The 911 Turbo 3.3, codenamed as 930, is an updated variant of the original 911 Turbo and the fastest production car of the first generation Porsche 911. It was initially released for the 1978 model year and replaced in 1990 by the 964 model generation.
The early 1980s were a challenging time for performance cars in the U.S. due to ever-increasing EPA regulations. So challenging, in fact, that the 911 Turbo -- known as the 930 in America -- was withheld from the U.S. and Japanese markets until 1986. The flared wheel arches and whale-tail were definitive characteristics of the 911 Turbo. Despite its evident turbo-lag, the 296 horsepower, air-cooled flat-six delivered aggressive performance and strong acceleration. Power was delivered through a four-speed, though a five-speed was available in the lesser, non-turbo Carrera. While 911’s have always been born -- perhaps blessed -- with oversteer, when coupled with the turbo-lag, the car could be more than a handful when accelerating through a corner. It’s hard to believe at this time some at Porsche considered letting the 928 replace the 911. Thanks to then-CEO Peter W. Schultz, the 911’s future was ensured and its legendary status continued.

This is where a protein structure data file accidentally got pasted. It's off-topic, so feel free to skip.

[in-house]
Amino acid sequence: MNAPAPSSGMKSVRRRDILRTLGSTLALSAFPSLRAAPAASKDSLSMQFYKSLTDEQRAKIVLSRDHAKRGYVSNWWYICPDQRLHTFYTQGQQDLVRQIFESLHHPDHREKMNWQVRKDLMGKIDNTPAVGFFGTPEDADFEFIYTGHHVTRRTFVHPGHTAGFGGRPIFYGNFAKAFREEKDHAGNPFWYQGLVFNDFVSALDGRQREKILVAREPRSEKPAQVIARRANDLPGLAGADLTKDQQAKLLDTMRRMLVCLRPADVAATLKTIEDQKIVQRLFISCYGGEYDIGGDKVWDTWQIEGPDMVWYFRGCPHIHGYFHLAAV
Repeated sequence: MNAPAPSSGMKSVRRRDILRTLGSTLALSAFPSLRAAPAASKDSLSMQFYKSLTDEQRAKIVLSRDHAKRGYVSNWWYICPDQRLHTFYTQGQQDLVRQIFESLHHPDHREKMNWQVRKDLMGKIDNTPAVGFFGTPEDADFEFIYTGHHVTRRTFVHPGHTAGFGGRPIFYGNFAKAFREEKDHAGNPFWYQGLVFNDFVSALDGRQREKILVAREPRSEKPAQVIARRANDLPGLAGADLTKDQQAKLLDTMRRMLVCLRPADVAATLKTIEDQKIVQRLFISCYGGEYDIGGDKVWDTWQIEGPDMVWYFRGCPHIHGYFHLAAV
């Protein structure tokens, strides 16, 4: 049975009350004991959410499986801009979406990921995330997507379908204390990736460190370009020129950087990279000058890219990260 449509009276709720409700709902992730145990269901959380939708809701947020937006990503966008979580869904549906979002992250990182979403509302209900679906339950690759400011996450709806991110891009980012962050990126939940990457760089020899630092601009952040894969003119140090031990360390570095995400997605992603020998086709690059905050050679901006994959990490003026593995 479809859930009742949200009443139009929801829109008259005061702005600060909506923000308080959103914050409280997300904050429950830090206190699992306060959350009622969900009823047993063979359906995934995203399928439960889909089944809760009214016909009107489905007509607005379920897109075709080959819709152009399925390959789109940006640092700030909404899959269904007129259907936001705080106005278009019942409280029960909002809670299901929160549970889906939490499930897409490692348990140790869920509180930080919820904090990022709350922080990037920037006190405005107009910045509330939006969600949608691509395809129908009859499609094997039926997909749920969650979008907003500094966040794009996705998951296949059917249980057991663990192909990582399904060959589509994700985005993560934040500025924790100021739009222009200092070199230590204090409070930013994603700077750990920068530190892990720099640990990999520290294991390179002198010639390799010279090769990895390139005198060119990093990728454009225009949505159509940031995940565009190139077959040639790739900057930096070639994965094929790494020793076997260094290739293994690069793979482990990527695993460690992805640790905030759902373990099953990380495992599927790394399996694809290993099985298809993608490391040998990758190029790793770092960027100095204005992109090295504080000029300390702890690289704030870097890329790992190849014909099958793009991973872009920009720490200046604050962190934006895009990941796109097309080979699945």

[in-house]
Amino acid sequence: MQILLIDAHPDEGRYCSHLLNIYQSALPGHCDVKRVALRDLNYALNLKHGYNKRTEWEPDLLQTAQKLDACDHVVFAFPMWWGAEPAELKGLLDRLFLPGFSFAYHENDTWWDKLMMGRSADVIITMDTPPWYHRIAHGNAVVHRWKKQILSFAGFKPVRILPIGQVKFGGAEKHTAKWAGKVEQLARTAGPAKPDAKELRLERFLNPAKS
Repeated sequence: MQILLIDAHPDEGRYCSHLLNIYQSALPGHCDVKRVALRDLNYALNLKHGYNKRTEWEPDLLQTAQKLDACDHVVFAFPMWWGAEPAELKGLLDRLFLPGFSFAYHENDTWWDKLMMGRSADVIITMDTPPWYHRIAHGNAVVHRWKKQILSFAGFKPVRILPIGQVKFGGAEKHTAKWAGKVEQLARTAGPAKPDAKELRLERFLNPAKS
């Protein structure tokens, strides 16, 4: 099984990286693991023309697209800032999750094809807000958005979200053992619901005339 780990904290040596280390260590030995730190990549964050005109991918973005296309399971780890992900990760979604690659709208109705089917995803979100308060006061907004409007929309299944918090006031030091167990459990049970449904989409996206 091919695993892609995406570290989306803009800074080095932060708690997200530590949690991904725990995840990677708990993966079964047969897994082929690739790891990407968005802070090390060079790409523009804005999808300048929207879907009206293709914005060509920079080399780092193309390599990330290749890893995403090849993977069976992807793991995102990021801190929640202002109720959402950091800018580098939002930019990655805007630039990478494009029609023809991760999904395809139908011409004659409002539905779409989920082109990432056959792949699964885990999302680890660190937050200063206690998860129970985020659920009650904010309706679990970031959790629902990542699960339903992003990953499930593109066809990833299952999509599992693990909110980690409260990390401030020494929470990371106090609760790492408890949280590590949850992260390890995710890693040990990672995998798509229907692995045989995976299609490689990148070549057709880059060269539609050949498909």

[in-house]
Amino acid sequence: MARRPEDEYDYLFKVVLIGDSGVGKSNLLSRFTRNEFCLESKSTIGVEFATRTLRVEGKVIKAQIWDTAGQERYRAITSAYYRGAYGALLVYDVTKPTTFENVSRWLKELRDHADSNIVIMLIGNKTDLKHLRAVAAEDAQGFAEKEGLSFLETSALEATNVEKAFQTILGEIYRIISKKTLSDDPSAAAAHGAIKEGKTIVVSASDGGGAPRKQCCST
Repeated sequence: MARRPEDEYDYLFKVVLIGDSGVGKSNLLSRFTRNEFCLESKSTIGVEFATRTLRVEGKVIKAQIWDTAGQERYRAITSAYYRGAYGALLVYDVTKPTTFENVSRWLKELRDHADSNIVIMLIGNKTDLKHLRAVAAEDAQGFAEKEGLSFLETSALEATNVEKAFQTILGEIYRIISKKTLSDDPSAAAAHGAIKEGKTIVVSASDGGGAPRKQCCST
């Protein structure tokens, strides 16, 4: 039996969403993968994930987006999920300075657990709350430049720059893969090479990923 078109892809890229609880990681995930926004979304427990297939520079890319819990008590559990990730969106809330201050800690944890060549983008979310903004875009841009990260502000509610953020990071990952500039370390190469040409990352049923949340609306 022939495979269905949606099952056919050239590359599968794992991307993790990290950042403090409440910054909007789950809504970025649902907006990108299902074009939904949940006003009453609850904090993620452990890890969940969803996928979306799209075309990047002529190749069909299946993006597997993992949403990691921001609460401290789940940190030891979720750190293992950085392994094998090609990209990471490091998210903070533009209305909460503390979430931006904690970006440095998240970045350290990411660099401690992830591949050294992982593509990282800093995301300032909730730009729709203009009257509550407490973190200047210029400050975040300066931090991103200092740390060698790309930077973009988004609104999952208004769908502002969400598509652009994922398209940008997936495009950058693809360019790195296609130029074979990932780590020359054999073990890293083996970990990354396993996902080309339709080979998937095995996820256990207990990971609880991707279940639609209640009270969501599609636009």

Visually, the 3.3 Turbo differs from regular 911 models by having bigger fenders in order to fit wider tires and a large 'ducktail' rear spoiler with small vent openings that draw in more air to the engine.
The 3.3 Turbo has an flat-six powertrain mated to a four-speed manual transmission and is boosted by a turbocharger complemented by an intercooler. It offers 296 hp (300 PS; 221 kW) and 304 ft·lb (412 Nm) of torque, allowing the 3.3 Turbo to still have competitive acceleration times as shown by a 0 to 60 mph time in 5.1 seconds and 0 to 100 mph time in 12 seconds.
The 3.3 Turbo can still keep up with modern sports cars when accelerating from a standstill, although its acceleration does start to wear off at higher speeds due to long gearing. The rear-engine characteristic allows the 3.3 Turbo to have quick steering but also makes the rear more susceptible to oversteer if pushed too hard. In medium-speed corners, the 3.3 Turbo often needs to shift down to receive more torque for acceleration, which in turn can also overwhelm the rear tires with improper throttle control.
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